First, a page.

Then I looked at the high scores - several were over a thousand. What I hadn't thought to do was change the variables according to the forecast weather. So instead of trying not to go broke, I doubled the price, strengthened the mixture and multiplied my final score.

That was without being able to increase my range of products, investing in advertising and marketing, researching locations etc. Macdonald's does, and has turned a hot meat sandwich into a global empire.

So imagine if Barnes & Noble were a sim game and someone let you see the high score beforehand - let's say a mere 13% compound annual growth, which would beat their previous high within 10 years. If you knew for certain it could be done - had been done - don't you think you might find a way?

According to this 2007 article in the Washington Post, Americans read on average 4 books a year. Yet in still-poor, workaholic China the average is 7 - and 25% have read an e-book.

Books increase mental power. Stalin and Mao were huge readers, which helped them dominate their unfortunate fellow man. On "The Long March", Mao was carried about in a litter as he continued to stock his mind with his reading; in his case, it should've been called "The Long Carry". 50 years ago, President Kennedy was concerned that US rates of literacy and scientific learning were falling behind those of Communist competitors; we need to re-visit this issue as our youngsters give themselves eyestrain with PCs, partial hearing loss from cranked-up iPods and repetitive strain injury from thumbing their DSs.

You could argue that B&N aren't done yet. They may have come late to the e-book party, but their Nook e-reader has been out for a year and done well - Amazon are now in the position of playing catchup with a 3G version of Kindle (which I've just bought) - and we've yet to see the impact of the new Nook Color.

That's not to say that the dead tree press is finished, either. Allowing for the 25% of Americans who don't read books at all, the per capita read is 7 books a year and B&N's 1,352 stores therefore have a potential customer base of maybe 150,000 adult readers each. One extra book per year = 14% growth.

There's also the fact that we read products in different ways. I'm enchanted with my Kindle, which I can glance at as I drink my tea without the cover flipping over and losing my place; but although it is good at marching you through a novel, it's not so good for the skimming, riffling through and back-and-forthing I do when I read a newpaper or magazine. It's great if I know what I want to find and download; it's not so great at the serendipitous finds you make browsing through a good shop. And it doesn't serve me a coffee, a doughnut and a pleasant smile.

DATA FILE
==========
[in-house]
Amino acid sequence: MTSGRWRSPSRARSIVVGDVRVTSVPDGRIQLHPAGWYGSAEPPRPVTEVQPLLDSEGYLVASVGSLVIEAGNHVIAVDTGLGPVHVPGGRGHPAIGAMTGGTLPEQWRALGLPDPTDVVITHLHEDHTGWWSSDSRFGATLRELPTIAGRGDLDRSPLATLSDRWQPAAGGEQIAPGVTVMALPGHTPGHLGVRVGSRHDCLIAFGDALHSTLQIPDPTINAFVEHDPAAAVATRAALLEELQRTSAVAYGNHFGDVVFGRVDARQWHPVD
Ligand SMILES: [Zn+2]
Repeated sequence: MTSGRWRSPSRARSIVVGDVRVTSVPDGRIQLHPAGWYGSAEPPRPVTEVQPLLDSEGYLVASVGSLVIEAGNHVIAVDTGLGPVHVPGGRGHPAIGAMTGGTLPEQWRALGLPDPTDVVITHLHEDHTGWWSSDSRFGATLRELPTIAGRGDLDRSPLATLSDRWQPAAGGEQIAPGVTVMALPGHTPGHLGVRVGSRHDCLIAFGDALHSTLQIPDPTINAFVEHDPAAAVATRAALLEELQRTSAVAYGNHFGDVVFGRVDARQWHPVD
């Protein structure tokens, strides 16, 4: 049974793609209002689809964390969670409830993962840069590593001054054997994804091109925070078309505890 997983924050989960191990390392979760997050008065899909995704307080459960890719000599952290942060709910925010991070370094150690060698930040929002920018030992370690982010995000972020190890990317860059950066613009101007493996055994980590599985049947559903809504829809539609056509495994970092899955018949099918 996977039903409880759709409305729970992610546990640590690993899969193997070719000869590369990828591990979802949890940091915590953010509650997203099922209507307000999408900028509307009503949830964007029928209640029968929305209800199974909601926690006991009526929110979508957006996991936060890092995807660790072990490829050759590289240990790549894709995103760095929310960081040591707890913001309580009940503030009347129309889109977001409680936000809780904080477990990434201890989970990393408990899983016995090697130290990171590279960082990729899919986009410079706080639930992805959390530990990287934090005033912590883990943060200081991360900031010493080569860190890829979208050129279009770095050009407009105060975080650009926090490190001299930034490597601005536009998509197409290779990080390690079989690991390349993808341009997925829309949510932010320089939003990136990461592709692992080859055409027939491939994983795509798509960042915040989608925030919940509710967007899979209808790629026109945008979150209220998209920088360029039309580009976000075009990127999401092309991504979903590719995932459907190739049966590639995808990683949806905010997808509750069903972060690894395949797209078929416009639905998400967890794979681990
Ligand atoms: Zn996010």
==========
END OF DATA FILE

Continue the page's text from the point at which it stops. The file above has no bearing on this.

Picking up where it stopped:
Did paperback kill hardback? The car, the bicycle? The movies, radio? TV, the movies? No: but the market developed, and some of those that made their money in one invested most profitably in the next (remember when IBM made comptometers? Nor do I).

When I say invested, I mean got involved. It's all very well quoting the debt load, the tight margins and all, but perhaps you'd agree with me that the real driver of success or failure is quality of management. Here in the UK, Philip Green (now Sir Philip) took over the failing BHS store chain 10 years ago, grew it an estimated 600% and built an empire. Short, stocky, shirtsleeves rolled up, he got his hands dirty and a billion-plus (sterling) into his wife's Monaco account.

When America (and even more so, poor benighted Britain) gets back to minding the store, instead of boosting its executive perks and playing beggar-my-neighbour with fellow short-term investors, the country will get back on its feet. Don't play the funeral march just yet.

DISCLOSURE: Not trading. 100% in cash.

DISCLAIMER: Nothing here should be taken as personal advice, financial or otherwise. No liability is accepted for third-party content, whether incorporated in or linked to this blog.

Sunday, December 12, 2010

Passivity and moral implication

A letter to this week's Spectator magazine by a Thomas Furber of Greenwich directs us to the blog of Charles Stross for materials written by Julian Assange, "editor-in-chief" of Wikileaks. Stross' blog includes excerpts from and links to Assange's essays from late 2006, the period in which Wikileaks was founded.